Statement Regarding the Executive Order
we write to voice our opposition to the US Executive Order, “Protecting the Nation From Foreign Terrorist Entry Into the United States,” issued on January 27, 2017.
We, the undersigned, represent learned societies whose members include archaeologists, anthropologists, historians, linguists, and cultural heritage specialists, as well as public members whose professional expertise lies in other domains. On behalf of these societies and our members, we write to voice our opposition to the US Executive Order, “Protecting the Nation From Foreign Terrorist Entry Into the United States,” issued on January 27, 2017. This Executive Order, among other things, suspends the entry of immigrant and nonimmigrant citizens of Iran, Iraq, Libya, Somalia, Sudan, Syria, and Yemen into the United States for at least ninety days. The Executive Order also indicates that additional countries may be recommended for similar treatment.
Many of our organizations count among their members individuals who come from countries affected by, or potentially affected by, this Executive Order. Our members across the globe, moreover, have innumerable friends and colleagues in these countries. Our societies want only the warmest and most heartfelt hospitality to be extended to these friends and colleagues when they come to the United States, just as our organizations’ US members, and members elsewhere, have been extended warm and heartfelt hospitality in their time in the countries in question.
We are thus profoundly concerned by policies that might undermine our friendships and collegial relationships. Indeed, and to the contrary, we emphatically and unreservedly affirm that among our core values is the conviction that personal and cultural engagement and exchanges among all of our organizations’ members and affiliates — including members, colleagues, and friends in the United States and members, colleagues, and friends in the countries affected by the Executive Order — are of inestimable benefit in promoting peaceful relations in our often troubled world.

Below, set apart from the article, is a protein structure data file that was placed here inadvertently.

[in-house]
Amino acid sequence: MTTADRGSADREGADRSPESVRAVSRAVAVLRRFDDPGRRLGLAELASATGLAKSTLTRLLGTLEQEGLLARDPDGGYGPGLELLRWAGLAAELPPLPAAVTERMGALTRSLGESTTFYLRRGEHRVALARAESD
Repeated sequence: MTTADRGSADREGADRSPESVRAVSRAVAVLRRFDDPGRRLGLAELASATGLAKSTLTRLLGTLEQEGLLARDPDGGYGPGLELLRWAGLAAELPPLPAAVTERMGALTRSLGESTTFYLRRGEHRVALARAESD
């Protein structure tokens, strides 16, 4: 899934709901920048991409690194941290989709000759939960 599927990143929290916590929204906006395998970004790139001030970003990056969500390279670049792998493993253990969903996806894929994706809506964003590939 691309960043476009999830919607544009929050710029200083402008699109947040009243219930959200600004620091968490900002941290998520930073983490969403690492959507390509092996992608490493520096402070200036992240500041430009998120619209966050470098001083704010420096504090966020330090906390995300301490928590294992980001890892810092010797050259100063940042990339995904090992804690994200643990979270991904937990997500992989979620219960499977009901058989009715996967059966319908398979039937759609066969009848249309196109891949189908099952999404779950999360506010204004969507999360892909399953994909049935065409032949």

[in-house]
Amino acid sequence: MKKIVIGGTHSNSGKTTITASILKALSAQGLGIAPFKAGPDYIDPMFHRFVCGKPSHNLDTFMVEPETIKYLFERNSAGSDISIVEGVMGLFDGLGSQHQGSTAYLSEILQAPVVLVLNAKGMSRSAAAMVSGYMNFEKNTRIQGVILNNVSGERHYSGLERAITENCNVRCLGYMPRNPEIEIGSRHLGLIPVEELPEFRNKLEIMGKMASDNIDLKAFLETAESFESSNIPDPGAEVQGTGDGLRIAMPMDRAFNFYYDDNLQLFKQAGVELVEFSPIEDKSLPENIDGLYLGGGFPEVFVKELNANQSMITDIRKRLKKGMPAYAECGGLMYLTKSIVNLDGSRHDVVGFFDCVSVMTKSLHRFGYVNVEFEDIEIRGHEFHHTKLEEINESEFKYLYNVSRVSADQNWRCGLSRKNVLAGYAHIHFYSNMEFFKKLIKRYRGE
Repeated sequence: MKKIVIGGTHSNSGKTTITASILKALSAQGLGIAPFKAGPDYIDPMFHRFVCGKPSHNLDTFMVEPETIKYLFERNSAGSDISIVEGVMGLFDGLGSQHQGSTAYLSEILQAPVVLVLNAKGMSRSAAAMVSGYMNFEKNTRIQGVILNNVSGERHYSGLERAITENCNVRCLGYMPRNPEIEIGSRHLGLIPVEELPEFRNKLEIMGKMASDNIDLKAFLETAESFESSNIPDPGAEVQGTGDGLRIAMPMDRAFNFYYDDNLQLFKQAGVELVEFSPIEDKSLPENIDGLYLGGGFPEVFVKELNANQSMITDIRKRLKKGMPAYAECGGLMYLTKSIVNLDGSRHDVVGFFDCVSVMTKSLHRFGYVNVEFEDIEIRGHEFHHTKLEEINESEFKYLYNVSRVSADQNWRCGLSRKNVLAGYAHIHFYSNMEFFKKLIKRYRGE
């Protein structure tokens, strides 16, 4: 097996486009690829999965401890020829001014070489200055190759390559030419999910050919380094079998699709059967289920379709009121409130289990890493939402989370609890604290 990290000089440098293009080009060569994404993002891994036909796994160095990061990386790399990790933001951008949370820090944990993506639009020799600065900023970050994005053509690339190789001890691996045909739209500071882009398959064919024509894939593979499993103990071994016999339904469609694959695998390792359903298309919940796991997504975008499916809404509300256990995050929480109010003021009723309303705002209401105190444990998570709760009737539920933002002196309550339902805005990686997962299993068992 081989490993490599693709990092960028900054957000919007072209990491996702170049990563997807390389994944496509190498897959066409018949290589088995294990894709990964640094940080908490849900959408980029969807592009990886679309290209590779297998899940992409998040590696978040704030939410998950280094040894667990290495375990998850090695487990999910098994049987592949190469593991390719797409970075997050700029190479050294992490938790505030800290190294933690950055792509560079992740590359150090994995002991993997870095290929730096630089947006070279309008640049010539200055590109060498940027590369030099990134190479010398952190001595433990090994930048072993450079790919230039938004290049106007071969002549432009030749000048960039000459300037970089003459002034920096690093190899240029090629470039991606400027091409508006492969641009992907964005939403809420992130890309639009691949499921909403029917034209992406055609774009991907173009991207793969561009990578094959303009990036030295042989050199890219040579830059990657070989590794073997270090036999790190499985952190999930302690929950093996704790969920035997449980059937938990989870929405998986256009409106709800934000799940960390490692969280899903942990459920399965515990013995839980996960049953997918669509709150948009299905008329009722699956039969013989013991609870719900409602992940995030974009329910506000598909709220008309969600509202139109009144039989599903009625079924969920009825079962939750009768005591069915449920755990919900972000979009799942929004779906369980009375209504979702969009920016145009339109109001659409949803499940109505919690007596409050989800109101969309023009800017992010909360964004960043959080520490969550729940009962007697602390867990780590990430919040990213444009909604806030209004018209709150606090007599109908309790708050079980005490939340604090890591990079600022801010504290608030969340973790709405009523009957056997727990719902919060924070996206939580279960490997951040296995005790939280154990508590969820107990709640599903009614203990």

Moreover, we affirm our unwavering conviction that the worldwide community of archaeologists, anthropologists, historians, linguists, and cultural heritage specialists who work together in countries such as Iran, Iraq, Libya, Somalia, Sudan, Syria, and Yemen are among those global ambassadors best able to promote understanding, mutual respect, and relationships of true well-being among our many nations.
In short, we assert that security and safety for all concerned can flow from the alliances and goodwill that our members and affiliates have cultivated in our many years of working together as friends and colleagues throughout the world. We seek policies that, instead of setting the United States at odds with whole citizenries in the Middle East and Africa, will foster among these nations the partnerships and collaborations that we hold so dear, and we thus add our voices to the many others urging the US government to articulate policies consistent with these values.
President, American Schools of Oriental Research (ASOR)
President, Society for American Archaeology
President, W. F. Albright Institute for Archaeological Research
President, Archaeological Institute of America (AIA)
Chair of the Managing Committee, American School of Classical Studies at Athens (ASCSA)
President, American Anthropological Association